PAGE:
You have reached your limit of free articles this month.

Enjoy unlimited access to SpringfieldNewsSun.com

Starting at just 99¢ for 8 weeks.

GREAT REASONS TO SUBSCRIBE TODAY!

  • IN-DEPTH REPORTING
  • INTERACTIVE STORYTELLING
  • NEW TOPICS & COVERAGE
  • ePAPER
X

You have read of premium articles.

Get unlimited access to all of our breaking news, in-depth coverage and interactive features. Starting at just 99c for 8 weeks.

X

Welcome to SpringfieldNewsSun.com

Your source for Clark and Champaign counties’ hometown news. All readers have free access to a limited number of stories every month.

If you are a News-Sun subscriber, please take a moment to login for unlimited access.

breaking news

John Glenn, the 'last true national hero,' dead at 95

First science school director hired


A former Springfield educator will return to town to lead the state’s first industry-based regional STEM school.

The Global Impact STEM Academy board tapped Carl J. Berg, a 43-year veteran of Ohio schools, to serve as the school’s interim director through June at a special meeting Thursday night.

Berg’s five-month contract includes an hourly pay rate of $60 or $480 a day, said Melanie Wilt of Wilt PR, the communications firm representing the academy. At five days a week for five months, that would equal about $48,000.

The Global Impact school is a science, technology, engineering and math-focused agricultural bio-science school proposed by state Sen. Chris Widener, R-Springfield, and backed by the Ohio State University and the Columbus-based non-profit Battelle.

It is a partnership between the Springfield City School District, Wright State University and Clark State Community College and will eventually serve seventh through 12th grade students in Clark and surrounding counties.

“The STEM education is the perfect blend of comprehensive high school with the pieces that are in it, career tech education and the post-secondary option piece,” said Berg. “I think you’ll see more and more opportunities for blended schools like this, bringing in the best of all three components like that.”

One in seven Ohio jobs is in the agricultural industry and the academy’s backers hope it will attract those companies to Clark County.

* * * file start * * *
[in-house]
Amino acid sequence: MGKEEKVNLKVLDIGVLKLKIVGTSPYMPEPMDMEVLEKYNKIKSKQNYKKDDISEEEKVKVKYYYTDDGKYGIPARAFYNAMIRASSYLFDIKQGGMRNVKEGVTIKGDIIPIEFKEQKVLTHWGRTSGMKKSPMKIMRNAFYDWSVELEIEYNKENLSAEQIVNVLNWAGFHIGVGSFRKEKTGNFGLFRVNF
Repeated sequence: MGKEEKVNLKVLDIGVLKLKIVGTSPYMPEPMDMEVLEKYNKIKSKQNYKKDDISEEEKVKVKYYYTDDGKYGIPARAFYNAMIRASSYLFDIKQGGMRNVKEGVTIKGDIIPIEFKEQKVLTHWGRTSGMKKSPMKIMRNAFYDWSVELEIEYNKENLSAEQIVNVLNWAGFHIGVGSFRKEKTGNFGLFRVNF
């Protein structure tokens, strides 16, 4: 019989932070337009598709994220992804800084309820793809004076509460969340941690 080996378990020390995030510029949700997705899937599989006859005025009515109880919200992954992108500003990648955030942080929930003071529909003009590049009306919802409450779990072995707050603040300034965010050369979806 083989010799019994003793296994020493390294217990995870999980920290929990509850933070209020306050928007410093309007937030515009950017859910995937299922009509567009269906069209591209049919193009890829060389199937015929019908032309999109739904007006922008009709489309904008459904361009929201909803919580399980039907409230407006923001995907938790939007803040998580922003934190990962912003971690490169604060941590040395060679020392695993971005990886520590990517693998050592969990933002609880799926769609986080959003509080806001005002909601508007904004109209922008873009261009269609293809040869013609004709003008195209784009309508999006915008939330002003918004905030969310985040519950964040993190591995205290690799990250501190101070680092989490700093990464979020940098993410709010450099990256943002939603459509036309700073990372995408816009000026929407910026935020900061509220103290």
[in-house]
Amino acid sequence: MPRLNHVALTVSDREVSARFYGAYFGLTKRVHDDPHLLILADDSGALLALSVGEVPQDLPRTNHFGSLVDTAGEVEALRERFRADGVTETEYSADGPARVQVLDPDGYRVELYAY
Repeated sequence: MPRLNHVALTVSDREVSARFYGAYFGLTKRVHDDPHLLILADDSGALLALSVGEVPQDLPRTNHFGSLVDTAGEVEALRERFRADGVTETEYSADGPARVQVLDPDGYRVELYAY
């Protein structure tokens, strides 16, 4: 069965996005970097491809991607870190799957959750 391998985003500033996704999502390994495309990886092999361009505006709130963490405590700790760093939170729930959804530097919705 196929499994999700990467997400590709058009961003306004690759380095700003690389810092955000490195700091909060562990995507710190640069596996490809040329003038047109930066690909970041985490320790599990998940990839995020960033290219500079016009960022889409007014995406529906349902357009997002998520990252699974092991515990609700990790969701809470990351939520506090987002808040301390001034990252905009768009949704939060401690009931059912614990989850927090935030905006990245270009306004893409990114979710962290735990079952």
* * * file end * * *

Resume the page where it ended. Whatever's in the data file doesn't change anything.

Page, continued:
Berg has been tasked by the board with focusing on student recruitment, faculty and staff recruitment and development, curriculum and facilities, and is expected to soon recommend to the board about when the school will launch.

A Springfield native, Berg worked for the Springfield City School District, first as a teacher and later an administrator. He left the district in 1986 and became a superintendent at Walnut Township and Miamisburg schools before retiring from Tolles Career and Technical Center in Plain City in 2011.

“Having that variety of experiences is really a very advantageous background for what we’re trying to get started here,” said David Hopkins, Wright State University president and vice chairman of the Global Impact board.

The board will continue a national search for a permanent director and other staff members, he said.

Berg graduated from North High School and attended Wittenberg University, Wright State and the University of Dayton.

“I am just very pleased to be able to come back and contribute,” Berg said. “The opportunities are just so wonderful and this educational community here in town is growing by leaps and bounds and this will be the next piece to it. If you add the economical development to it — gosh, that’s great.”


Reader Comments ...


Next Up in Community News

From life support to truancy, lawmakers cram in session’s final day
From life support to truancy, lawmakers cram in session’s final day
Ohio lawmakers vote to prohibit suspending students over absences
Ohio lawmakers vote to prohibit suspending students over absences
Ohio drivers may be required to leave more distance when passing bikes
Ohio drivers may be required to leave more distance when passing bikes
Community raises money for students behind on paying school lunches
Community raises money for students behind on paying school lunches
The community helped elementary school students in Newton, North Carolina, who were behind in paying for their lunch sandwiches.
Relay for Life gets center stage at Legendary Lights of Clifton Mill
Relay for Life gets center stage at Legendary Lights of Clifton Mill
More Stories